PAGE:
"We must remember these are suspects, they are not accused, no indictments are visible on the horizon, even on the far horizon," he said, indicating the vague nature of suspicions against the youths.

Haber condemned the "heavy-handed, violent" investigation, in which lawyers and the families of suspects are not being given the possibility to speak or see them.

"All of this is meant only to try and get confessions out of people by force," he said.

"We receive indications of lengthy hours of interrogation, sometimes beyond what the law allows, detainment in substandard conditions, not giving required medical treatment, and not giving food in a fixed and appropriate manner."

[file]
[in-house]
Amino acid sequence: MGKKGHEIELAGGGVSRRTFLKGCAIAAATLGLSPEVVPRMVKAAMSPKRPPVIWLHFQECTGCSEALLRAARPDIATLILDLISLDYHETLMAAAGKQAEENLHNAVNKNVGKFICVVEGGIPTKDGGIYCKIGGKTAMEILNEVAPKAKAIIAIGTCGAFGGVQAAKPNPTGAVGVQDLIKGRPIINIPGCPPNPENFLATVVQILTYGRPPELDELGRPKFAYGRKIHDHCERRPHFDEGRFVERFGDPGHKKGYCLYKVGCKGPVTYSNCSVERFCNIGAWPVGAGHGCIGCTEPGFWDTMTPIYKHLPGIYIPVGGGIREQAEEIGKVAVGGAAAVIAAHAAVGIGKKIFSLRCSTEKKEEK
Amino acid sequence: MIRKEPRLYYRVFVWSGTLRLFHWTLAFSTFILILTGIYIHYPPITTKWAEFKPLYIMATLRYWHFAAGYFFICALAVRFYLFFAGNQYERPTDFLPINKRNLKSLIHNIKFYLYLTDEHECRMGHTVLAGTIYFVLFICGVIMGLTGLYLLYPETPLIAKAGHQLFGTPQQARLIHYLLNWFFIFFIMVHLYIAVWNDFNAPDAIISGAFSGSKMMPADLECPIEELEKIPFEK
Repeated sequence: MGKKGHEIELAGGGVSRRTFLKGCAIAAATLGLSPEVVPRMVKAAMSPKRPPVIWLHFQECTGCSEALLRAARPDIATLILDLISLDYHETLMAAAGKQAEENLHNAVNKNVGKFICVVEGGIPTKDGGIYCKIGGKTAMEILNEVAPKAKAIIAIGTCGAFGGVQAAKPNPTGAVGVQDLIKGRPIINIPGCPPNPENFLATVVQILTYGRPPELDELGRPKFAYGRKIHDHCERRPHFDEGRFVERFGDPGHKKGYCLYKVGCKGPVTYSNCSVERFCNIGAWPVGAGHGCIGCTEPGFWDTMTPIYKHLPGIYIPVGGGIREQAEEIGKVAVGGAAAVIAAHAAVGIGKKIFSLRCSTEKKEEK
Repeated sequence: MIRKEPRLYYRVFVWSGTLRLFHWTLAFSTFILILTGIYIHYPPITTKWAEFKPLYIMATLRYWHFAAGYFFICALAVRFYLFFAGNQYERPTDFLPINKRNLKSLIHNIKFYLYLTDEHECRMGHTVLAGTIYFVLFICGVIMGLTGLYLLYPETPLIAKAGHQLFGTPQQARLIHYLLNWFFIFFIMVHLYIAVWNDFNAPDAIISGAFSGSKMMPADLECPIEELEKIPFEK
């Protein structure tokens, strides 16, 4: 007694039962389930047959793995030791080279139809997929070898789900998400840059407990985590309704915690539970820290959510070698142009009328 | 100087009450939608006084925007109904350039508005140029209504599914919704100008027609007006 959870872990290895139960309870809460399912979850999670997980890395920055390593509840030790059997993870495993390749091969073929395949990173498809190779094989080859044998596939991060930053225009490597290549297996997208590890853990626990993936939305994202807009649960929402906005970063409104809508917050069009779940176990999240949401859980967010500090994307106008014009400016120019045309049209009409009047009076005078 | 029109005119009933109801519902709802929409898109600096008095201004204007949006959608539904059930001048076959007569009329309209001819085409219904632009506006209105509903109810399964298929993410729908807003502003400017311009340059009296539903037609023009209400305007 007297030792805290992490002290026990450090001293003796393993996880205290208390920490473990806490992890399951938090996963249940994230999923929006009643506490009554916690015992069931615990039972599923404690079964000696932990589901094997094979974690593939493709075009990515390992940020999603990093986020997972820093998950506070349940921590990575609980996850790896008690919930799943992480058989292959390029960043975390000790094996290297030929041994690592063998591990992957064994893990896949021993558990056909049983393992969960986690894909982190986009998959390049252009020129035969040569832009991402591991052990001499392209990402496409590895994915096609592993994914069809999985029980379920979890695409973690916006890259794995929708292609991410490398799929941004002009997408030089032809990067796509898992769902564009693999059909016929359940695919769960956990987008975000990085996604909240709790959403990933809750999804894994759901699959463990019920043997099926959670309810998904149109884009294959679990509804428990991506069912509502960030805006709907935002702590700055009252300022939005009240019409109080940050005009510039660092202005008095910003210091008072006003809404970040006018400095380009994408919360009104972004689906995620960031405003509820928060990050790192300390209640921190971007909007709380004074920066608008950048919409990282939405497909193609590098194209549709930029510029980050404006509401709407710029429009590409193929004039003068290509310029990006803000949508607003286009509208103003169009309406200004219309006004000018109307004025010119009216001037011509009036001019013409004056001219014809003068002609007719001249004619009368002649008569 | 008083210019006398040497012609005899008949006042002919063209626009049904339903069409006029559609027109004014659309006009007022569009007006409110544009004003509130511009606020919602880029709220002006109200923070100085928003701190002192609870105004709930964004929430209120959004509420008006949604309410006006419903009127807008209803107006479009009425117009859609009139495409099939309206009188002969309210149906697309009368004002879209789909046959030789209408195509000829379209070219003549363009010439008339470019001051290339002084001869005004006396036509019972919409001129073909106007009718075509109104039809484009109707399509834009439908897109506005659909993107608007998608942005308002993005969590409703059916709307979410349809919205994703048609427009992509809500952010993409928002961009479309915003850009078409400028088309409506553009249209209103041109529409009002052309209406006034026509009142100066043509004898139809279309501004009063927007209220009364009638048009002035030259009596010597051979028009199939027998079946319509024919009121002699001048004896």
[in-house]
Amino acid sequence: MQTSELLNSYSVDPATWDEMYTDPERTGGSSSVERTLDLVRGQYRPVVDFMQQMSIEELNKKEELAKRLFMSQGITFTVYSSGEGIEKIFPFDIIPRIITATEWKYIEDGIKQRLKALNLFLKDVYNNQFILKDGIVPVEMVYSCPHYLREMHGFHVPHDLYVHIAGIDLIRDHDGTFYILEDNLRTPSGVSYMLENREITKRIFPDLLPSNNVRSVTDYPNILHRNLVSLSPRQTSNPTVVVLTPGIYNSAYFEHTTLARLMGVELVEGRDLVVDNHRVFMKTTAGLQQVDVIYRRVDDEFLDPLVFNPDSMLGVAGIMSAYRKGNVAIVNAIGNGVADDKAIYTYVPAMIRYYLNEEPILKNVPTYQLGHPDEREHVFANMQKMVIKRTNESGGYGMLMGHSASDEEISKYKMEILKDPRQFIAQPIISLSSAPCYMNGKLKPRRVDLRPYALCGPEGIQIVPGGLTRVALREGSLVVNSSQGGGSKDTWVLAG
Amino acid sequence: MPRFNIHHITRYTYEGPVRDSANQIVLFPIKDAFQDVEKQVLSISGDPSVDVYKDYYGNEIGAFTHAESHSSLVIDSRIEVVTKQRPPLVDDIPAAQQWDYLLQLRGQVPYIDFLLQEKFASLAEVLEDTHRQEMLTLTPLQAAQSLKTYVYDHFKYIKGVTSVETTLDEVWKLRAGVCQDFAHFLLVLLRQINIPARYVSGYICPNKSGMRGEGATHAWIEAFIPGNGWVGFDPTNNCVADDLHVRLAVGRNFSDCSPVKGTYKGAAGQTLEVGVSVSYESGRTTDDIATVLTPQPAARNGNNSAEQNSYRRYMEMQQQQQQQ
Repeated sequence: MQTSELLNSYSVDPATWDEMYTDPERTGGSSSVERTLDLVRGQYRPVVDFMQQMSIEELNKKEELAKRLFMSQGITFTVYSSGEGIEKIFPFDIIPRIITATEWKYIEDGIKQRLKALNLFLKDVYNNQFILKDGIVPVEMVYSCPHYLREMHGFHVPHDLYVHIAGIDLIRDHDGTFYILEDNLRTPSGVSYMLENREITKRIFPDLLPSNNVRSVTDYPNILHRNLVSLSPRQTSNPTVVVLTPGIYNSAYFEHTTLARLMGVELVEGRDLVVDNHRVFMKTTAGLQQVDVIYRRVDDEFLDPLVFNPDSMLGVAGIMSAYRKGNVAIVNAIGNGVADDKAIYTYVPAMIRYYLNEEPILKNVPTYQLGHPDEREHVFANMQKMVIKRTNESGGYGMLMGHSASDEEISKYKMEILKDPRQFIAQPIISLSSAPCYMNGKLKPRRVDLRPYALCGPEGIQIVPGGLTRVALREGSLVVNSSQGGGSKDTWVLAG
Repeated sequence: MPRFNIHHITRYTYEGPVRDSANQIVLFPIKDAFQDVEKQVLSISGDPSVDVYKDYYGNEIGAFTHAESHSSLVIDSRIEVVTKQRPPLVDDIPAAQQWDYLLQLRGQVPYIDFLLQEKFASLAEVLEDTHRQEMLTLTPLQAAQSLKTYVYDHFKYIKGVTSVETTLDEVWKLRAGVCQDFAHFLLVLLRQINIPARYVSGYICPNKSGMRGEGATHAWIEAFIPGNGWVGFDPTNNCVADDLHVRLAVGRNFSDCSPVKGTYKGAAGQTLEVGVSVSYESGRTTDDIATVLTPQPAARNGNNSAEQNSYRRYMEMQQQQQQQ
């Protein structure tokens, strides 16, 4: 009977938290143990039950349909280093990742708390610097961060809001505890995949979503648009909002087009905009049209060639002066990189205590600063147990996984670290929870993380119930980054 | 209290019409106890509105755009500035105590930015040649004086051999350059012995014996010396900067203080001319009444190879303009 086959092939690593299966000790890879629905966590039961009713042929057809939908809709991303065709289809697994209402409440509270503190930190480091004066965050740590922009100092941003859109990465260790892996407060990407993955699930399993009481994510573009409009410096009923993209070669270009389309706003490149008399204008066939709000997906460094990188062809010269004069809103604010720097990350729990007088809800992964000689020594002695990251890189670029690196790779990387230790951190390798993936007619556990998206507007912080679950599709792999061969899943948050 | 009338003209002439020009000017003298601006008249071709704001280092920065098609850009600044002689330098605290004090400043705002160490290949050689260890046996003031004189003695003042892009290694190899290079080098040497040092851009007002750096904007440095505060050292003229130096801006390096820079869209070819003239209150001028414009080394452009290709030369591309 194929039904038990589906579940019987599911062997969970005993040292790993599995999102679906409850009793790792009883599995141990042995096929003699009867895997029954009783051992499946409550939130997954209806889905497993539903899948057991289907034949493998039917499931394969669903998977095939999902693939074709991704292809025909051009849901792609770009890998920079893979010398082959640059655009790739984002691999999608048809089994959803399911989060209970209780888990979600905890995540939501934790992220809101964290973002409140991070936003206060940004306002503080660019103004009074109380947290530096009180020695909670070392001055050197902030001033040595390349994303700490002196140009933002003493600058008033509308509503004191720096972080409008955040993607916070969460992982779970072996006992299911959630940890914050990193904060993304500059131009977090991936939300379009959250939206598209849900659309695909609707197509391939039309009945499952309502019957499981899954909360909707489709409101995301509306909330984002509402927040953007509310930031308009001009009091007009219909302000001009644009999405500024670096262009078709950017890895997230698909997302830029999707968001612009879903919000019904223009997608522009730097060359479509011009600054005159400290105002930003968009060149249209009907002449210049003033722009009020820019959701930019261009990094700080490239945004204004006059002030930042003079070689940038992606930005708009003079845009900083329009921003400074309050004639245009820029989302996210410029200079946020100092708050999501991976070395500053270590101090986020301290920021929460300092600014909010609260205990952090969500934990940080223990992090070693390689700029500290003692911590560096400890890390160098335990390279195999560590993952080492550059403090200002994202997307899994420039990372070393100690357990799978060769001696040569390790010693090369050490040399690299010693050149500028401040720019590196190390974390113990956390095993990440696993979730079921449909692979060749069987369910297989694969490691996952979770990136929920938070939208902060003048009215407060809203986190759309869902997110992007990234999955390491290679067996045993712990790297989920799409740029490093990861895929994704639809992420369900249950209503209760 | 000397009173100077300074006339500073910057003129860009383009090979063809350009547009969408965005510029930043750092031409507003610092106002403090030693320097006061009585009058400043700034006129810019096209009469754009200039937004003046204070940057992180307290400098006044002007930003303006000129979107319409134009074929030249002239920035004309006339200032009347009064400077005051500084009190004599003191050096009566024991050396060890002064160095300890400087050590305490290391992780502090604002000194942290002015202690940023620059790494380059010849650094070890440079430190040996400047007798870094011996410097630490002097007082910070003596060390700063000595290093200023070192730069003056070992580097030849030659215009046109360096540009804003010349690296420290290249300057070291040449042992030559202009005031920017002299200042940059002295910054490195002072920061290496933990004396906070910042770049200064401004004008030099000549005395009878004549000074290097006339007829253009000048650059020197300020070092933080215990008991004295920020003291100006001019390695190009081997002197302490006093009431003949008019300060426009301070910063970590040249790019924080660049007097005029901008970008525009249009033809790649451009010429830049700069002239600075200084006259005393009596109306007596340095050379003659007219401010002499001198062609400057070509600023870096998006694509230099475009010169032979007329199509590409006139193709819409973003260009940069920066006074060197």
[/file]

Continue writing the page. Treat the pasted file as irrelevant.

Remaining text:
The attorney noted that "in all the years we've been representing suspects we've never come across conduct like this."

"My client needs medical treatment"

Attorney Ben-Gvir then took the microphone, saying, "during the arrest of my client, according to the testimony of his wife, he was beaten, bruised and wounded, he needs medical treatment."

"It's no coincidence that today the general security services didn't bring him to the court," he charged, indicating the authorities sought to hide his  medical condition.

"We argue that they are hiding my client in the investigation rooms of the general security services. We argue that they are submitting them to severe pressure."

"I understand the motivation of the general security services in the investigation, I understand that this is an investigation in which politicians got involved and said 'we want guilty people at any price.' But it cannot be that they make people disappear in the state of Israel. We are not in Argentina!," he emphasized.